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How Scoliosis Affects Your Health Over Time

How Scoliosis Affects Your Health Over Time

Your body’s architecture influences your overall health, so scoliosis, a curvature of the spine, could cause problems beyond the visible spinal deformity and bodily asymmetry. 

Whether you or your child has scoliosis, understanding how the condition affects the rest of your body is crucial.

Here, renowned, double-board certified orthopedic surgeon and spine specialist Patrick McNulty, MD, FABSS, FABOS, explains scoliosis’ far-reaching influence and how to treat your condition to save your spine and overall health.

Scoliosis and digestion difficulties

Scoliosis, especially in moderate to severe forms, can lead to alterations in the digestive system. 

Your spine forms the foundation for your body’s alignment and structure and protects your organ systems. Misalignments from scoliosis can compress your digestive tract, impair digestion, and cause heartburn, nausea, and discomfort after meals. 

Scoliosis and bowel problems

Spinal changes can slow your digestive system, leading to abdominal pain, bloating, and irregular bowel movements. The longer food remains in your digestive tract, the higher your risk of obstructions or infections. 

This condition, often called “lazy bowel syndrome,” involves reduced digestive efficiency, abdominal discomfort, constipation, and a decreased frequency of bowel movements. 

When your digestive function is compromised, it also affects your body’s nutrient absorption capabilities, potentially resulting in complications like dehydration and malnutrition.

Scoliosis and lung function

A straight spine is optimal for lung function, but a curved spine can compress the space your lungs need to expand fully, leading to limited air capacity. 

This restriction is especially concerning if you have severe scoliosis, where your chest cavity deformities impair the natural breathing mechanisms. You may experience unexplained shortness of breath, an often-overlooked symptom because its source, scoliosis, can sometimes slip under the radar in respiratory assessments.

Scoliosis and sleep issues

Sleep is your body’s time to renew itself. If you don’t get enough deep sleep, your body stays in a constant state of disrepair, so quality and quantity matter.

Spinal curvature can cause chronic discomfort that often worsens at night, disrupting sleep patterns. Beyond pain, you may find it challenging to adopt the recommended sleep positions, which can exacerbate spinal issues. 

Poor sleep can lead to myriad health problems, from compromised immunity to mental health struggles, so don’t ignore scoliotic sleep disturbances.

Scoliosis and chronic pain

For many, scoliosis is synonymous with chronic pain. The curvature can place undue pressure on the spine and its supporting musculature, leading to persistent back pain unrelated to a specific event or activity. This perpetual discomfort can lead to a sedentary lifestyle, which further perpetuates the cycle of pain.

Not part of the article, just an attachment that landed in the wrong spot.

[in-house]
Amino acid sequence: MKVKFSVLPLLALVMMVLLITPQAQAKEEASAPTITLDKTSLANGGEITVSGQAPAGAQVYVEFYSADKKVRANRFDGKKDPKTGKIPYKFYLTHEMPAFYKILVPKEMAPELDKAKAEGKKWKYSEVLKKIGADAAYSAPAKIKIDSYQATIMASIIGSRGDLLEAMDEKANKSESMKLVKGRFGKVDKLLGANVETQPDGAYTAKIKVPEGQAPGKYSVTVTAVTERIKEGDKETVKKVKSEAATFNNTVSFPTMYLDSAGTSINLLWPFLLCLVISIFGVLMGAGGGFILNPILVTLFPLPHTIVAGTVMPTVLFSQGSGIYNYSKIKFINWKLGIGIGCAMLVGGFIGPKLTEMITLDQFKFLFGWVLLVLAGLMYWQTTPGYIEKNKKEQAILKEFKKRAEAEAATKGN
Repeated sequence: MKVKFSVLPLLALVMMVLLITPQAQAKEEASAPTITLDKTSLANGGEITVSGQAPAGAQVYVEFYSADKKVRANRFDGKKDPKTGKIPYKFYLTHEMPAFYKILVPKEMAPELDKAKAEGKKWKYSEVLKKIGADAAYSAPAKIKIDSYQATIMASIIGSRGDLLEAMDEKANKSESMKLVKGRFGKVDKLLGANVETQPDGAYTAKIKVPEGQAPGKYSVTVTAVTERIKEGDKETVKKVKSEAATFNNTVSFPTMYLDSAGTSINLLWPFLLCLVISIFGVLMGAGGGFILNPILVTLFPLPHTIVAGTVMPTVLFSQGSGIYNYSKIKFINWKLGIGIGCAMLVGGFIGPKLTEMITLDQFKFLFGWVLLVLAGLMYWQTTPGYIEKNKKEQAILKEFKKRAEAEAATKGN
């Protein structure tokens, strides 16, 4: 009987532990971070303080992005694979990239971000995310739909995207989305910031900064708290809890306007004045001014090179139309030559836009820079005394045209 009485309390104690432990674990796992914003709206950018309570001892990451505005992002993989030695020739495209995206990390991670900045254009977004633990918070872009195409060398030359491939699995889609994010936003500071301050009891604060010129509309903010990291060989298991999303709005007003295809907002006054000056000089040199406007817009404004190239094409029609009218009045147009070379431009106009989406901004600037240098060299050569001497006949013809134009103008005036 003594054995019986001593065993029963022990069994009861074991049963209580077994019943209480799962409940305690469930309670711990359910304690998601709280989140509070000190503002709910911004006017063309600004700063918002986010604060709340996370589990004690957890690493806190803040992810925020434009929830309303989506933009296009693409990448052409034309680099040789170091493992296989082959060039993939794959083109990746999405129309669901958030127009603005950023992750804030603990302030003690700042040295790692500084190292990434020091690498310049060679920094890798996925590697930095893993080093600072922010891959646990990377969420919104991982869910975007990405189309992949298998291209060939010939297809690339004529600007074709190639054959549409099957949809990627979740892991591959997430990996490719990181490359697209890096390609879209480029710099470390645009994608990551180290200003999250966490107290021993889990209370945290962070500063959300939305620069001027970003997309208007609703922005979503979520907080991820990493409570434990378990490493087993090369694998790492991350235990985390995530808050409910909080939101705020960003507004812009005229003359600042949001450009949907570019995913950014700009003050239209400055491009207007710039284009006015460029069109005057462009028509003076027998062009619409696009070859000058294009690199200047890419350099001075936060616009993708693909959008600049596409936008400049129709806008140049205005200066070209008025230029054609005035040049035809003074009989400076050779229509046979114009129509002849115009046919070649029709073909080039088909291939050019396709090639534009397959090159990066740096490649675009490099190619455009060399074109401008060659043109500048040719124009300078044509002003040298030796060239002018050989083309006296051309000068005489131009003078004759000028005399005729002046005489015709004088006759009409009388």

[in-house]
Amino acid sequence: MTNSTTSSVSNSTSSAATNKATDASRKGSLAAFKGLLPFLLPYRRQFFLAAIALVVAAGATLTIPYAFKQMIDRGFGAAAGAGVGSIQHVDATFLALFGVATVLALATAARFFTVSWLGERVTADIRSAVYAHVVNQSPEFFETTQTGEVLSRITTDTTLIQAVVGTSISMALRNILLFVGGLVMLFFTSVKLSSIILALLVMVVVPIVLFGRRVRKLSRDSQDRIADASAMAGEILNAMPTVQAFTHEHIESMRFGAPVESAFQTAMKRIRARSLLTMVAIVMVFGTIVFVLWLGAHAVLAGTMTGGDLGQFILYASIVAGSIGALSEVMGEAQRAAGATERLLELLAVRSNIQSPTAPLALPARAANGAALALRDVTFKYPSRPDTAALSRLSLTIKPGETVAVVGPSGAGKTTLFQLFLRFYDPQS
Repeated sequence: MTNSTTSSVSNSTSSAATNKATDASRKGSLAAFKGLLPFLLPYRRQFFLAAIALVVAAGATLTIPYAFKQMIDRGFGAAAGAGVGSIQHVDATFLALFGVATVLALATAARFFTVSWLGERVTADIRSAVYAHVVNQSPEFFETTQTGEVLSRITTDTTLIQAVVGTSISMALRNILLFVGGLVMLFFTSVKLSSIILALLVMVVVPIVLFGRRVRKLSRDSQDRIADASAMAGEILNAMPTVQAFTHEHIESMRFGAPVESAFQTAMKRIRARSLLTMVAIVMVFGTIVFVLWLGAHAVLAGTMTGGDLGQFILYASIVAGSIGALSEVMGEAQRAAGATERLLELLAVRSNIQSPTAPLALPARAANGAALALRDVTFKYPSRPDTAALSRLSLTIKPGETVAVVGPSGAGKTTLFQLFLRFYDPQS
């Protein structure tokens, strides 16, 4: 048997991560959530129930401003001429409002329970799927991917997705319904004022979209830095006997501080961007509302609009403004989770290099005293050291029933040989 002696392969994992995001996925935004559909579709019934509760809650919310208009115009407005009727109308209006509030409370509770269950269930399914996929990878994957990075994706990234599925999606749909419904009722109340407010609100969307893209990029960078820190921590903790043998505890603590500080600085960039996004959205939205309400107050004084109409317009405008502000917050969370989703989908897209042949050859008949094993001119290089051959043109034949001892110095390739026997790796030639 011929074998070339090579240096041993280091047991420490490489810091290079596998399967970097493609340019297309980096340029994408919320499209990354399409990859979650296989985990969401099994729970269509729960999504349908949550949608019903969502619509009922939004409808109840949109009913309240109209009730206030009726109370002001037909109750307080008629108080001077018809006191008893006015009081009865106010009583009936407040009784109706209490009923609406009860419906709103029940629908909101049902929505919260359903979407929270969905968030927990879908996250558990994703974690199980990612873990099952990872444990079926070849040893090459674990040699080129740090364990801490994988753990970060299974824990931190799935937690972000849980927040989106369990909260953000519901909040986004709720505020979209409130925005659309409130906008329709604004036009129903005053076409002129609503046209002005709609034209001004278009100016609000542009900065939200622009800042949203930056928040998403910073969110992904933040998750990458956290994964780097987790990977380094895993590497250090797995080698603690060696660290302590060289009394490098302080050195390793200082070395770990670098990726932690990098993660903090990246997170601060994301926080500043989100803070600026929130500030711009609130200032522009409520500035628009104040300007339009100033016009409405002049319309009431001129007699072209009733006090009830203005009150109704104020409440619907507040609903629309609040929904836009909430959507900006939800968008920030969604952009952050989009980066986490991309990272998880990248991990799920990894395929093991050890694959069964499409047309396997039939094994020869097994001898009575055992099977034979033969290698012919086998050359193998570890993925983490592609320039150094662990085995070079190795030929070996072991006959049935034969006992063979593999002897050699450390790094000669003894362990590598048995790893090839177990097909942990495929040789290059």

Early diagnosis of scoliosis allows you to address the problem through physical therapy, bracing, or, in severe cases, surgery to manage the underlying causes of pain.

Scoliosis and headaches

Your spine and central nervous system connect and interact through complex networks. Scoliosis strains both systems and compresses nerves in the neck and upper back, which can manifest as headaches. In addition to tension headaches, the curvature can lead to cervicogenic headaches that originate in the cervical spine. 

Scoliosis treatments

Dr. McNulty offers a range of tailored treatments for scoliosis, focusing on each patient's specific needs based on the severity of the spinal curve, its root causes, and the patient’s age. 

Children with a curve between 25 and 40 degrees might find relief and prevent worsening conditions with the help of a brace. For milder forms of scoliosis, Dr. McNulty often recommends regular monitoring, including routine checkups and X-rays, to closely observe the condition’s progression.

In more severe scenarios where the spinal curve exceeds 40-50 degrees, Dr. McNulty might recommend spinal correction/fusion surgery. This procedure involves the use of bone grafts alongside metal rods and screws or cable band anchors to correct and stabilize the scoliosis curve. Spinal fusion surgery is viable for children, teenagers, and adults. 

Dr. McNulty may suggest the innovative FDA-approved Tether System for younger patients, which corrects the curve while maintaining spinal motion, potentially avoiding or postponing the need for fusion reconstruction.

Don’t let scoliosis wreck your health — call McNulty Spine in Las Vegas or Henderson, Nevada, or request an appointment online and talk to Dr. McNulty about your symptoms. 


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